A successful decentralization reform is challenging. Some might argue that centrally appointed prefects should continue to hold veto power over the policies of regional and local governments. If the veto can be easily exercised, the central government will be able to continue to control regional policies without accepting responsibility. Provisions for close supervision or control of the local governance decisions and the budget by nationally appointed prefects could become an excuse for transferring such local power back up to the center.

Even if centrally appointed officials who supervise local decisions are made independent from the central government, they might have little incentive to guarantee that policies of local government will be responsive to preferences of local residents, instead of just depending on which group got a national majority in a presidential election. The prefects who do not have a political stake in localities they supervise will be at risk of capture by third parties or may abstain from the decision making process in critical times. The brutality and the corruption of the previous government was only possible because the officials entrusted with the responsibility to check abuse of power had no motivation to do so once pressured. Genuine decentralization requires letting locally elected leaders take full responsibility for the quality of their local public services, good or bad.

Many fear decentralization on the grounds that Russia officially supports federalization. Russia’s position should make us vigilant but it is not a reason to discredit the idea of decentralization. Instead, it must become an occasion for an open and informed debate. The true motives of the Russian government are murky, and it could even advocate one position with the goal of stimulating others to oppose it.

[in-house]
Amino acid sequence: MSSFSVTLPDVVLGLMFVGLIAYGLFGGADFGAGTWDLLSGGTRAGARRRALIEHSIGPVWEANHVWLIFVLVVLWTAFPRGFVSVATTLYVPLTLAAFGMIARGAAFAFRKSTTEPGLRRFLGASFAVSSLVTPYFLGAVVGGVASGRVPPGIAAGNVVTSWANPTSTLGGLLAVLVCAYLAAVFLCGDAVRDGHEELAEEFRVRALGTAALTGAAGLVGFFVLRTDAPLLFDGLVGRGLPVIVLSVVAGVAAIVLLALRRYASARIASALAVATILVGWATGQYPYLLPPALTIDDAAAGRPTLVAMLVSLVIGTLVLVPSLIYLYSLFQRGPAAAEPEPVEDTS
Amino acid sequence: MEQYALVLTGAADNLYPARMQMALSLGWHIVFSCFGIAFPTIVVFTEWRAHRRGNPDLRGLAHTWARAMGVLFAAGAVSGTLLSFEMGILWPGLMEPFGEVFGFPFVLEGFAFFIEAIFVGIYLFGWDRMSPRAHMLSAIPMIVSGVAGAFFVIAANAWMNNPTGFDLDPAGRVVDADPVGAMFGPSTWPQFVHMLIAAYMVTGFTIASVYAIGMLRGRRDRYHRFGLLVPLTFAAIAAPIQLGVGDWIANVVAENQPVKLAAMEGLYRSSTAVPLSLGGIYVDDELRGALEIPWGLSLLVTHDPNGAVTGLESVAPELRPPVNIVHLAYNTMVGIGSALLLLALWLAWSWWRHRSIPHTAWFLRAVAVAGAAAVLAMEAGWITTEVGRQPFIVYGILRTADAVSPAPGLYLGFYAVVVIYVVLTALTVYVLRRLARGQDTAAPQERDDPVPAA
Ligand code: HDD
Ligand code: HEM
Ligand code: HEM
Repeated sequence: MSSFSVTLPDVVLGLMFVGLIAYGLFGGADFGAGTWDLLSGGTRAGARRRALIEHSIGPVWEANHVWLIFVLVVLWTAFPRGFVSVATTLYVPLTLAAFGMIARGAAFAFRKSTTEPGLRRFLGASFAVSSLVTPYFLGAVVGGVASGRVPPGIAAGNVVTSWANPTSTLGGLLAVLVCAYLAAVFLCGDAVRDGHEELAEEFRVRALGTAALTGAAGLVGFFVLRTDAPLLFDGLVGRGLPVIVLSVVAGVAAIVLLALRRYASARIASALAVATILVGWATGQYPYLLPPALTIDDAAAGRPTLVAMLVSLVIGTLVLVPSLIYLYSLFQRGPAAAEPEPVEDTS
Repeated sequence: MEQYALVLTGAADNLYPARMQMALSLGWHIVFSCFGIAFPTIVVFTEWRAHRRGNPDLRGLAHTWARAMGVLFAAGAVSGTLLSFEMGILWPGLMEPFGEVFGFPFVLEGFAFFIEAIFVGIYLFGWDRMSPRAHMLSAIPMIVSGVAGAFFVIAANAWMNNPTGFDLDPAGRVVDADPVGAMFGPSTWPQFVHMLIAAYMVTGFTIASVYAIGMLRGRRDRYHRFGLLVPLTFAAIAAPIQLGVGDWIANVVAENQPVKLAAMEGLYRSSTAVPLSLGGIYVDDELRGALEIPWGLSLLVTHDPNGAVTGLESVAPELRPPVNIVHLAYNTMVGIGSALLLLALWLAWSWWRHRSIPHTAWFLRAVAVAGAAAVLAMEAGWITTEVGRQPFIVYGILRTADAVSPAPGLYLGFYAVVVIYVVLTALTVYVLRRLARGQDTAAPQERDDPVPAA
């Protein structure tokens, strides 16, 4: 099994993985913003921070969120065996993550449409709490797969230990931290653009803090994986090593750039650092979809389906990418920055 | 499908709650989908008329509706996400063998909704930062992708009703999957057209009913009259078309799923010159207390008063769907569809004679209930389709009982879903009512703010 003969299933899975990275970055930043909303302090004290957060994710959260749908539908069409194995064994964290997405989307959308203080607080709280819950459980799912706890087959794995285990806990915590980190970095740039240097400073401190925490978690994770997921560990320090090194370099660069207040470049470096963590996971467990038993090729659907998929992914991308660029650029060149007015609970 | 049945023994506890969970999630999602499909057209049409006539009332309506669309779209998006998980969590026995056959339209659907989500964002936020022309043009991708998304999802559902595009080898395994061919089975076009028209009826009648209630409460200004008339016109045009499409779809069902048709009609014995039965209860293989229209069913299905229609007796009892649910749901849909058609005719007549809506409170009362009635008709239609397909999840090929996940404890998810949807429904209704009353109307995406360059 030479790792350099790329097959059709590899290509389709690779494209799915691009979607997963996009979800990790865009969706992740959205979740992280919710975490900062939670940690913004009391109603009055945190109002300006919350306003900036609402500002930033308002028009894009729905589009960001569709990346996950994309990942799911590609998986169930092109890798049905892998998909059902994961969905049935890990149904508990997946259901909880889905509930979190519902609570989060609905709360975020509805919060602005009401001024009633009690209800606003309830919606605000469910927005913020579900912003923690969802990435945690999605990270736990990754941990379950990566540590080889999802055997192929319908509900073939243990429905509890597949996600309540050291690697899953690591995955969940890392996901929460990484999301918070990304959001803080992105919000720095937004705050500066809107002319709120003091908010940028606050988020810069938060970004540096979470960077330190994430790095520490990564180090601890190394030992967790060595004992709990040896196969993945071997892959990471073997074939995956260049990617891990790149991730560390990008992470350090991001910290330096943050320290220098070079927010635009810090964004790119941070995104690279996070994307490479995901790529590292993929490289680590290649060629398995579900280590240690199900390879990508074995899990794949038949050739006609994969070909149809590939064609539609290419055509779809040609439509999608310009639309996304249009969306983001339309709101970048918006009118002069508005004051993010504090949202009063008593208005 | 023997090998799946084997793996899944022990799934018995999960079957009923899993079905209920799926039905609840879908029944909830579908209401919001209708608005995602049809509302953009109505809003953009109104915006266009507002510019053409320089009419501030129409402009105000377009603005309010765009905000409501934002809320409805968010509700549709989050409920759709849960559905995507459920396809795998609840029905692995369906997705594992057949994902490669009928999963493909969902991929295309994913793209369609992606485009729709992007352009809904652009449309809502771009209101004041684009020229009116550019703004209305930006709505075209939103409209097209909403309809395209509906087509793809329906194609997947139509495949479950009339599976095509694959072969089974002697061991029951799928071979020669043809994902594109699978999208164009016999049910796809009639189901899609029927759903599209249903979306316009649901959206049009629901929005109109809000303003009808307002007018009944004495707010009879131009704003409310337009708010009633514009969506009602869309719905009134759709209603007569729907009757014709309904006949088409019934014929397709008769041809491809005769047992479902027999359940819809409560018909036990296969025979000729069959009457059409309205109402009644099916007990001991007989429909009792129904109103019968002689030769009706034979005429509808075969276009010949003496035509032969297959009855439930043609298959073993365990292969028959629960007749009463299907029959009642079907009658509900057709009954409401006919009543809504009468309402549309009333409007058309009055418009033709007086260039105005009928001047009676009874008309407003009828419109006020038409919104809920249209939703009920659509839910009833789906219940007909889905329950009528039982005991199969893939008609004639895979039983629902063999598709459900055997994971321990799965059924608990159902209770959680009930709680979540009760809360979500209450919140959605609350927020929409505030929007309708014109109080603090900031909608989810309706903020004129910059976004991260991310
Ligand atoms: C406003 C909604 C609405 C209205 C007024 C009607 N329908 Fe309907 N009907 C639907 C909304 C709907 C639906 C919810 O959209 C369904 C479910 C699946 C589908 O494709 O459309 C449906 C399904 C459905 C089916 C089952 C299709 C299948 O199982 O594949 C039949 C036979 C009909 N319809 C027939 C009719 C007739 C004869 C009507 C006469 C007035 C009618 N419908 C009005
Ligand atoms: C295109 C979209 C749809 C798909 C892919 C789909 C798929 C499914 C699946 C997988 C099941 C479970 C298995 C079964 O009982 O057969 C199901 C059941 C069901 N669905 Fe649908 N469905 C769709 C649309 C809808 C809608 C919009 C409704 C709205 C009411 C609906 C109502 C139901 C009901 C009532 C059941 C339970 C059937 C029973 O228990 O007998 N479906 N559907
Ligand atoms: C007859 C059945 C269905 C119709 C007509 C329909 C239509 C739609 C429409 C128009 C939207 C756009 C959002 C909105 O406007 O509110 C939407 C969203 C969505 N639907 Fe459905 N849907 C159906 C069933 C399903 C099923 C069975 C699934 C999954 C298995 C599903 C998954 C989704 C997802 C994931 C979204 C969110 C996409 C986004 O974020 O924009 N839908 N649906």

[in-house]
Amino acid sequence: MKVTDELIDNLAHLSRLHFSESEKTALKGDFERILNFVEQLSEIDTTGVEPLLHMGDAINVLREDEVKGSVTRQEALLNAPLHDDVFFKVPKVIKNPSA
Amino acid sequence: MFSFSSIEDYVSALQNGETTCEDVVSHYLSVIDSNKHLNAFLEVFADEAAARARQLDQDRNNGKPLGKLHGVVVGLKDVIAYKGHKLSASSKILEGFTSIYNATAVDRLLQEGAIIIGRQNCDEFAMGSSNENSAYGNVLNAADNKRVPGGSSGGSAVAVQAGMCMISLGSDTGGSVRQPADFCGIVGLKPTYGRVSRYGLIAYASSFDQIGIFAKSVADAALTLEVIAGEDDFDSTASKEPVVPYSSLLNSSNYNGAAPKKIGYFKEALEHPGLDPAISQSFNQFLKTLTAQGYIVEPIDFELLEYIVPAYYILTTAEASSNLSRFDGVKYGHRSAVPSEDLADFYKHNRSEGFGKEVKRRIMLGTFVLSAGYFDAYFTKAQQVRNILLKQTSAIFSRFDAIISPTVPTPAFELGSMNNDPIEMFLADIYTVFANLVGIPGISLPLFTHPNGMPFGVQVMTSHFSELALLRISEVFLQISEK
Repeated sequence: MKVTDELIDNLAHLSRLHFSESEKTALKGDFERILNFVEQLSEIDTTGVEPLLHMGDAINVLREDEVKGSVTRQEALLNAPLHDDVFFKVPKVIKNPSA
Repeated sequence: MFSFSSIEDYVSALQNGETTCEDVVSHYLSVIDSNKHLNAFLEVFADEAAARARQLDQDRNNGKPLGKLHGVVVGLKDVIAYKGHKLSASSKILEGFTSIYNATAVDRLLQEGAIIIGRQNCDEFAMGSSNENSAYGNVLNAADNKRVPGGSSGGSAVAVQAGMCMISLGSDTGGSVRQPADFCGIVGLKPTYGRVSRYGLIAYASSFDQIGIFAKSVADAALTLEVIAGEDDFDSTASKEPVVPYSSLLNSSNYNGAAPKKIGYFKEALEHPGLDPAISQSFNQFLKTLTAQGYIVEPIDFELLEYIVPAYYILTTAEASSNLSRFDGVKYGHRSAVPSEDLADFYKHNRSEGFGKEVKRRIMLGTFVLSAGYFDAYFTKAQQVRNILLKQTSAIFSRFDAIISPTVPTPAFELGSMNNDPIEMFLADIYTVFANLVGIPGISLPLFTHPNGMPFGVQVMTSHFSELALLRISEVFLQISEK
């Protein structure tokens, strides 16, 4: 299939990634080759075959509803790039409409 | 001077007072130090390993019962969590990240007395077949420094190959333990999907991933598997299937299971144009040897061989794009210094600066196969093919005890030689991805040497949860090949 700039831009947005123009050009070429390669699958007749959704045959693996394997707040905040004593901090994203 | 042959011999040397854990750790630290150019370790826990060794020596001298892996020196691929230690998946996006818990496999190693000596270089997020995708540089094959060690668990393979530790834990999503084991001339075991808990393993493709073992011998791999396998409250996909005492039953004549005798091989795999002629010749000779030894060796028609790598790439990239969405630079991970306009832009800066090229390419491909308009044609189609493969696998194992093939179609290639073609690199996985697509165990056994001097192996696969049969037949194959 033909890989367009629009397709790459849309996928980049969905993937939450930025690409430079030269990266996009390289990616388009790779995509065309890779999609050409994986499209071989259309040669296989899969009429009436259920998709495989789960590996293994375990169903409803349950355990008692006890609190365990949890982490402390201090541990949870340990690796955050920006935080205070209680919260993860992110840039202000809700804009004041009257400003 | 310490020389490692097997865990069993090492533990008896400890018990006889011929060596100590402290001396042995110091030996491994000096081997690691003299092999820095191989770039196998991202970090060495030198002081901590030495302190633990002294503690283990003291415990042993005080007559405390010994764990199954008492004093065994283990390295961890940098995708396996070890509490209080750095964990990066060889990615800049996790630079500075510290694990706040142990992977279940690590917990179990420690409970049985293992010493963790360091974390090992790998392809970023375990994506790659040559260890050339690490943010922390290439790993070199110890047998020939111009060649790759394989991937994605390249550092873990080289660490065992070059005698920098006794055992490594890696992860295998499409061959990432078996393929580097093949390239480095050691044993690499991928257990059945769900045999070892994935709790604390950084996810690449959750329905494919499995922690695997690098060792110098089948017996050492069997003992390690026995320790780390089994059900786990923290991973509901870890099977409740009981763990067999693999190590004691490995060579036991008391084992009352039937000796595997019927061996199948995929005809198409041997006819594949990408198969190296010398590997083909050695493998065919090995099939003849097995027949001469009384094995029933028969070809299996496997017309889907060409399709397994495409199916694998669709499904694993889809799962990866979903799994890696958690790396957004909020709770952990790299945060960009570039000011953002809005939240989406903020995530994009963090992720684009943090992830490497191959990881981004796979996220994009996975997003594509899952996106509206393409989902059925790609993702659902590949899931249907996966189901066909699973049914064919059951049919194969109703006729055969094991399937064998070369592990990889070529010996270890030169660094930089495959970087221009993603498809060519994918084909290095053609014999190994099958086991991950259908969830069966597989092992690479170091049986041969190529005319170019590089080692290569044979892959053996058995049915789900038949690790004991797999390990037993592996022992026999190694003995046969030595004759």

The Russian government might support federalization despite or even because of its belief that federalization in the form proposed by the Russian government is impossible. Russia might desire to further polarize the country, while posturing to be involved in a search of diplomatic solution. If coupled with a hostile reaction to the idea in Kyiv, the Russian support of federalization might succeed in reinforcing the fears of a “government of victors” by the Russian-leaning parts of the population, and it could then cause others outside Ukraine to doubt whether the new government can be trusted to engage in a political resolution of the crisis. A recent statement on decentralization by a local Rada in the East of Ukraine will feed the fears of secession and the reaction in Kyiv is unlikely to appeal to the statement’s signatories.

On the other hand, a decentralization that would actually benefit Ukrainians everywhere might also let the Russian government claim some success in protecting ethnic Russian “minorities,” removing rationale for further military action.

We should develop a better understanding of alternatives. Russia, if existentially threatened by encroachment of the Western ideological and economic values, would try to subvert any government in Ukraine. In a centralized Ukraine, the effort would be applied to the president, who could be vulnerable to corrupt pressure on his business and family. It would be more difficult for outsiders to dominate a decentralized Ukraine overall, even though some individual leaders of regions or municipalities might be more susceptible to foreign influence.

The current institutional framework in Ukraine has been conducive to dictatorial tendencies of the central government and to the suppression of political competition. Recurrent crises have ensued. A proper change in the institutions should be worked out through careful public discussion in Ukraine. In the text of our decentralization initiative, endorsed by many academics in the West and Ukraine, we call for a public debate about the right way to conduct decentralization for Ukraine. Decentralization should be a part of the solution, and Ukraine does not need endorsement of Russia or the Council of Europe to tip the balance in favor of a specific option.

With T. Mylovanov